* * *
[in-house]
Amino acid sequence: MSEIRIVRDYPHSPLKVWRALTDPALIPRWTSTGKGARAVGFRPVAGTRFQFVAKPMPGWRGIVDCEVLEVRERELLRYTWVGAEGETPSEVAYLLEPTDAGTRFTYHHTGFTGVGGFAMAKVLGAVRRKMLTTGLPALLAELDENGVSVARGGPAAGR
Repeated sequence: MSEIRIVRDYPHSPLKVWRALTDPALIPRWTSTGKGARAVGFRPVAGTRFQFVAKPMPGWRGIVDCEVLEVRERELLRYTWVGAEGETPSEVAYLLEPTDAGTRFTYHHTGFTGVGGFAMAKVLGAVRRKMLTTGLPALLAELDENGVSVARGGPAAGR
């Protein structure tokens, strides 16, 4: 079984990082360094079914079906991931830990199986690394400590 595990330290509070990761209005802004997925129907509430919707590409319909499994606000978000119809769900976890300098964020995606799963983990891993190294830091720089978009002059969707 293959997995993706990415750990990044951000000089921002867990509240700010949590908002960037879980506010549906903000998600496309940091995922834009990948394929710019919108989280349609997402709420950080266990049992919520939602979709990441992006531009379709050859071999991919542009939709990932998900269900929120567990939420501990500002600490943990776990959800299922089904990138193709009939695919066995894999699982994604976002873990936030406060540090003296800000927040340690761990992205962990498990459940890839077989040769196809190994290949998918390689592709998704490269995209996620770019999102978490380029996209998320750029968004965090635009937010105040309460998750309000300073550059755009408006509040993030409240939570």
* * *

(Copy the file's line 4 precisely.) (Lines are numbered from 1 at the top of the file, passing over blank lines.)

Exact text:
């Protein structure tokens, strides 16, 4: 079984990082360094079914079906991931830990199986690394400590 595990330290509070990761209005802004997925129907509430919707590409319909499994606000978000119809769900976890300098964020995606799963983990891993190294830091720089978009002059969707 293959997995993706990415750990990044951000000089921002867990509240700010949590908002960037879980506010549906903000998600496309940091995922834009990948394929710019919108989280349609997402709420950080266990049992919520939602979709990441992006531009379709050859071999991919542009939709990932998900269900929120567990939420501990500002600490943990776990959800299922089904990138193709009939695919066995894999699982994604976002873990936030406060540090003296800000927040340690761990992205962990498990459940890839077989040769196809190994290949998918390689592709998704490269995209996620770019999102978490380029996209998320750029968004965090635009937010105040309460998750309000300073550059755009408006509040993030409240939570």